Wine 101: The Lesser-Known Regions

Last week, Ben asked the question where is wine made? Today I'm picking a few regions you may never have suspected of producing great wine. We all have the standby bottles we adore and return to, but being a wine lover is also about discovery. I hope you get the chance to drink from one of these off-the-radar regions.

The Bekaa Valley, Lebanon

Tragically, wine legend Serge Hochar passed away last week. He's the man who transformed Château Musar and Lebanon into places people associate with fine wine. Geographically, Lebanon isn't such a crazy place to expect to find great wine; it's on the Mediterranean and north of Israel (which produces its fair share of vino). However, since the early 70s, Lebanon was entrenched in a brutal civil war that lasted over 15 years (a span of which Château Musar only missed one vintage) and it continues to be a place of instability.

Musar's funky and savoury flagship red is influenced greatly by Bordeaux and is a blend of Cabernet Sauvignon, Carignan and Cinsault. The weird and wonderful white blends two grapes that are indigenous to the mountains of Lebanon, Obaideh and Merwah. These wines have a charm that you won't find anywhere else.

Zenata, Morocco

Morocco is a North African country whose population is over 99% Muslim. This stat doesn't exactly suggest a hotspot of viticulture, yet Morocco is also a former colony to Rome and France. The foothills of the country's mountains make for areas of high altitude vineyards, such as Zenata, a region between Rabat and Casablanca. This is home to Domaine des Ouled Thaleb, the oldest and most revered winery in the country that makes wine almost exclusively from French grapes (although they do make a white from a native grape called Faranah). Northern Rhône star winemaker, Alain Graillot, has also collaborated with the team at Ouled Thaleb to produce his own Moroccan Syrah.

New Mexico, USA

I was shocked the first time I tried the sparkling wine from Gruet, the French-styled winery in Albuquerque. Siblings Nathalie and Laurent Gruet moved from Champagne and planted vineyards in 1983 near a town called Truth or Consequences. They now produce over 125,000 cases of bubbly per year made from Chardonnay and Pinot Noir and 80% of the fruit is grown organically. The Gruets found that planting in New Mexico gave them some of the highest altitude vineyards in the US. Despite how hot the days can get, the nighttime temperatures drop drastically, which traps acidity in the grapes. The greatest thing about Gruet is the value; most of their labels sell for well under $20.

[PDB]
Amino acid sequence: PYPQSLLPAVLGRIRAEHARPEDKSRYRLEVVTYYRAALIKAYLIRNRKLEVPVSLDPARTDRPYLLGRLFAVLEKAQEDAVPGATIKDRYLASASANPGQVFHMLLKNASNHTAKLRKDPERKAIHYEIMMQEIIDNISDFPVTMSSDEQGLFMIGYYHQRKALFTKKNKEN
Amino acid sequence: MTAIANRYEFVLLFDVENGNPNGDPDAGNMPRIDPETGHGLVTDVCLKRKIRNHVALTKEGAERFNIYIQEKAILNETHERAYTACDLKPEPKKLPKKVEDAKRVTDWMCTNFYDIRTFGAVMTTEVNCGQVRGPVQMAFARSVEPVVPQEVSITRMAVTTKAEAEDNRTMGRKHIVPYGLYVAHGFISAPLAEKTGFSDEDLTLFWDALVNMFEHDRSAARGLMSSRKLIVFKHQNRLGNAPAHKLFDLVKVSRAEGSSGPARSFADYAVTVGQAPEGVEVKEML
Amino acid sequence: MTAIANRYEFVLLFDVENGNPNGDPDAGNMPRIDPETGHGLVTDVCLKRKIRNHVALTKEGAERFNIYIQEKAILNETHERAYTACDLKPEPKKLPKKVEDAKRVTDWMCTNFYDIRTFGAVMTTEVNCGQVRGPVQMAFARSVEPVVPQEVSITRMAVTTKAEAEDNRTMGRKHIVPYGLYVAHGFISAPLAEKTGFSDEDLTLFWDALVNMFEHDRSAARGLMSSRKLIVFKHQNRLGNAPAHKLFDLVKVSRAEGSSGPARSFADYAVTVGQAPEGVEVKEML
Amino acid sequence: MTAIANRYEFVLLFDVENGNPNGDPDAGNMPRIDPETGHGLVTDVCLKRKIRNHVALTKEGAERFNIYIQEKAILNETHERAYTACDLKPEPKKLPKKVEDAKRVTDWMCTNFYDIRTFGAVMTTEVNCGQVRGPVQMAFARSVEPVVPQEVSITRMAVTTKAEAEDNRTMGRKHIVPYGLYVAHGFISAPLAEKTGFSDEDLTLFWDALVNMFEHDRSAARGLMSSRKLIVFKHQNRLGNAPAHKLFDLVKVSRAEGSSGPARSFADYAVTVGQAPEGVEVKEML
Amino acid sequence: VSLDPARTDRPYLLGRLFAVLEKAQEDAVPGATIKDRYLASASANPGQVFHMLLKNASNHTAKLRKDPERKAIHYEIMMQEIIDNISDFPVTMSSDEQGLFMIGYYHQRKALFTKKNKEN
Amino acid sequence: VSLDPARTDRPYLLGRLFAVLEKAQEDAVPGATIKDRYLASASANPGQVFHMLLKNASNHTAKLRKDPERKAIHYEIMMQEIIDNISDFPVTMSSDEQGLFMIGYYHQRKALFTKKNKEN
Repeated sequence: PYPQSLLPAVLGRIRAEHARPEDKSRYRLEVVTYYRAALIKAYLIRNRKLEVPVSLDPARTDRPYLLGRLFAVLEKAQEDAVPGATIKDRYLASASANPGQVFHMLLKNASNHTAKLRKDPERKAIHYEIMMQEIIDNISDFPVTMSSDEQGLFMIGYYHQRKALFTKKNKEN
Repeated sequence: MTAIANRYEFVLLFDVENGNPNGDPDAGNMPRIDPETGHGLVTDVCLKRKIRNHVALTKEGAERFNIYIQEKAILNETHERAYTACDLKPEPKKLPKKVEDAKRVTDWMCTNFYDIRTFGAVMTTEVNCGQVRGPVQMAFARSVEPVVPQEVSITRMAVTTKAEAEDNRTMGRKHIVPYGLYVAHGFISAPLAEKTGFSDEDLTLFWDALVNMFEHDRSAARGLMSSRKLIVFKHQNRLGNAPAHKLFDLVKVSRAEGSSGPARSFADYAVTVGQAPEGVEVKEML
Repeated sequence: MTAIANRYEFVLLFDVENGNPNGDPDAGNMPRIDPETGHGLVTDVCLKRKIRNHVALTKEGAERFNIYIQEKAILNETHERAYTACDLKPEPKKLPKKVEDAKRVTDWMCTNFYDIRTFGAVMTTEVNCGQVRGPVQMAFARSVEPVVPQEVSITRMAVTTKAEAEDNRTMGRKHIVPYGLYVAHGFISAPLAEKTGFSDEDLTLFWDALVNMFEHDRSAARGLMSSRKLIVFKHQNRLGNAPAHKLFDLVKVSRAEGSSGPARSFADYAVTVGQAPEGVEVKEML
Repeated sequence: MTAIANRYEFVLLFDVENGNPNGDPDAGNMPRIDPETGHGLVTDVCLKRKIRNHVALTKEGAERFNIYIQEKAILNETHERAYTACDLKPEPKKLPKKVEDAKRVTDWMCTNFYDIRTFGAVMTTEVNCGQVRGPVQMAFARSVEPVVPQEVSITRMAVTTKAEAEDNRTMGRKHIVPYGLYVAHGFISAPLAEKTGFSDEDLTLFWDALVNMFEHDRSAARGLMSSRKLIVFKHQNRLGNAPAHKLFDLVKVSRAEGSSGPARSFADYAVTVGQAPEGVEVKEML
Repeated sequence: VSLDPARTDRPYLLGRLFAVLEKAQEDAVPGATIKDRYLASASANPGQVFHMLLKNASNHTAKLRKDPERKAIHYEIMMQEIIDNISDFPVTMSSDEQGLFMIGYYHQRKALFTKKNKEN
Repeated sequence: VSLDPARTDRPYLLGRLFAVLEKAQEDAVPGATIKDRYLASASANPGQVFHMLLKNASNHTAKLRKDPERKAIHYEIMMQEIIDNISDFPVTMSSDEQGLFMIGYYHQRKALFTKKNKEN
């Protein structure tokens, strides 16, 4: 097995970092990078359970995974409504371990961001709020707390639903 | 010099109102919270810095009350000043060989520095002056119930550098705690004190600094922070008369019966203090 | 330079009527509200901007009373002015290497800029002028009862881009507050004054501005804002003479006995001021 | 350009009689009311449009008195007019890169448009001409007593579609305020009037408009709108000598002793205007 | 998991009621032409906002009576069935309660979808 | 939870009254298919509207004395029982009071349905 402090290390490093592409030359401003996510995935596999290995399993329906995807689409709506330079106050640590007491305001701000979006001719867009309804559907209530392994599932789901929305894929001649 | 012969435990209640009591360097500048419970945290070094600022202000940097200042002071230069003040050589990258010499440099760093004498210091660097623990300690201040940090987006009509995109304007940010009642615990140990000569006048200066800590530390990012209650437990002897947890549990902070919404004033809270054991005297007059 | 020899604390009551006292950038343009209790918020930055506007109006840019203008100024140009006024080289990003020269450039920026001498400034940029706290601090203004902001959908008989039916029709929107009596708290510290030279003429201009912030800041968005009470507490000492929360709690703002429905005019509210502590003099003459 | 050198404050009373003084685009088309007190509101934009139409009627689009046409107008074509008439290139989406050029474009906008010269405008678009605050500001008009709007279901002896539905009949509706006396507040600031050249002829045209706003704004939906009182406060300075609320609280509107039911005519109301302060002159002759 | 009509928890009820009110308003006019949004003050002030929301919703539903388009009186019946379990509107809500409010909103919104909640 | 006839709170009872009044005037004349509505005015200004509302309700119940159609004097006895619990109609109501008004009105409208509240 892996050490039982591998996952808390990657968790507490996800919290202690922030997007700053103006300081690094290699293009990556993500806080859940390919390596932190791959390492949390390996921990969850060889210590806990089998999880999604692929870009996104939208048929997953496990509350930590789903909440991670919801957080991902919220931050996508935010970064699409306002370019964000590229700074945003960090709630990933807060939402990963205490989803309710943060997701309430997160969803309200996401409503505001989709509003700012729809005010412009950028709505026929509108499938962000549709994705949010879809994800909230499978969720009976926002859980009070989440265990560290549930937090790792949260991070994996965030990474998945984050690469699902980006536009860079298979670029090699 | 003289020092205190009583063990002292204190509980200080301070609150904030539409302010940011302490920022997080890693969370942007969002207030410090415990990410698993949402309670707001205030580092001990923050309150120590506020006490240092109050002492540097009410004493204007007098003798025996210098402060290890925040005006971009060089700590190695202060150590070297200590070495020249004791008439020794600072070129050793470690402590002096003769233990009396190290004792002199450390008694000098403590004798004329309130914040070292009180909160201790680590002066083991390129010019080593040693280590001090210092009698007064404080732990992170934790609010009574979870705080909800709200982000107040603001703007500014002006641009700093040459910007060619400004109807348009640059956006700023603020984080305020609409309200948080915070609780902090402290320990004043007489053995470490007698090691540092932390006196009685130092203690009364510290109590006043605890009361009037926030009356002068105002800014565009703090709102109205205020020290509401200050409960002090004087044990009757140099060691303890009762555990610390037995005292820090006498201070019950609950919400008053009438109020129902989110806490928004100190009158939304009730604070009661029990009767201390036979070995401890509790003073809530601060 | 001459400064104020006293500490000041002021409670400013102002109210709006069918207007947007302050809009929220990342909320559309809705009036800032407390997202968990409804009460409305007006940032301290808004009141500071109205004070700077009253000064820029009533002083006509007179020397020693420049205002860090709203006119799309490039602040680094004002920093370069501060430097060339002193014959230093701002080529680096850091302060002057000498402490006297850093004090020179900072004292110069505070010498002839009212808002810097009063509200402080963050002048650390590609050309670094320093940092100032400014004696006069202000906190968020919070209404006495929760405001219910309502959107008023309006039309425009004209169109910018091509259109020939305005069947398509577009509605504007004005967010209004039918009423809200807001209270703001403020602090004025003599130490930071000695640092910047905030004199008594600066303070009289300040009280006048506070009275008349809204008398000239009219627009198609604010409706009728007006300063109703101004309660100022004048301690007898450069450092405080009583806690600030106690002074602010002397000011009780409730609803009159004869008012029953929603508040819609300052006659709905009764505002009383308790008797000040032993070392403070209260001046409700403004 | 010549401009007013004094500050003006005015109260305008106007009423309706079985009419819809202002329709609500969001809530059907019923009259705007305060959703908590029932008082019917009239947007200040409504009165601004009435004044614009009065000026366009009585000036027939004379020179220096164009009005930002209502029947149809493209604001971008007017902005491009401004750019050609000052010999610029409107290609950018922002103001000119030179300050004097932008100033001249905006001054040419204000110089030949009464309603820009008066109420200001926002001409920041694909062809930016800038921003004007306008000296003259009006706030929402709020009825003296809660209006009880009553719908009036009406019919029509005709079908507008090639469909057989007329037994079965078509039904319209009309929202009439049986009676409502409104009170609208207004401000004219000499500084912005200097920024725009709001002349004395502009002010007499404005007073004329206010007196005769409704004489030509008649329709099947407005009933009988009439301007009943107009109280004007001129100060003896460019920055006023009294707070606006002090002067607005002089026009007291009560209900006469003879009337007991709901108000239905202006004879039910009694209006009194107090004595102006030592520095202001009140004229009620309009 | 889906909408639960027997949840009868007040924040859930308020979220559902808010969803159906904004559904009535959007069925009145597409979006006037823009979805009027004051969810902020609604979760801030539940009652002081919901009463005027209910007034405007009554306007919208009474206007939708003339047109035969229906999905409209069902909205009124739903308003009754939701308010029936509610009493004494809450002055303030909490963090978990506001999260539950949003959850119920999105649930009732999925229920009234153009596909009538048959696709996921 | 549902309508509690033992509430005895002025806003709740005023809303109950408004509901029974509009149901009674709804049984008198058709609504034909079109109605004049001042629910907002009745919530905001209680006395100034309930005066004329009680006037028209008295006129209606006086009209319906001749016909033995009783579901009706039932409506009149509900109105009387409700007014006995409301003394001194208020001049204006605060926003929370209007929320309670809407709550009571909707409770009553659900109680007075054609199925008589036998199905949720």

Canary Islands, Spain

There's the rule that wine can be grown around the world in the bands between the 30th and 50th degrees of latitude on either side of the equator. The Canary Islands are just outside of this margin. Grapes are grown in black volcanic soils at high altitudes and the remoteness has kept production generally uninfluenced by trends. For example, you'll find wines being made from grape varieties like Listán Negro, Negramoll, Listán Blanco (aka Pedro Ximenez), and Malvasia. Many of these vines are grown in craters dug into the ashy soils to protect them from hot winds, which makes for some of the most aesthetically strange and beautiful vineyards on the planet.

Lillooet, British Columbia, Canada

Lillooet also breaks the 30-50° growing rule. Rolf de Bruin and Heleen Pannekoek moved their family from Holland and opened Fort Berens Estate Winery. They took a gamble on the deep valley and planted 20 acres of vines starting in 2009. Despite its northern aspect, Lillooet often records the hottest temperatures in Canada, yet the nights are cool, which maintains acidity in the grapes. Fort Berens makes wine from Pinot Gris, Chardonnay, Riesling, Pinot Noir, Merlot, and Cabernet Franc. The quality that Fort Berens has been able to achieve in just a few vintages makes Lillooet an alluring place for those with a dream of opening a winery in a budding region.

 

Jake Skakun is a writer and sommelier from Vancouver, currently living in Toronto. He can be found most days pulling corks and twisting caps at the Black Hoof. He Tweets and Instagrams @jakeskakun.

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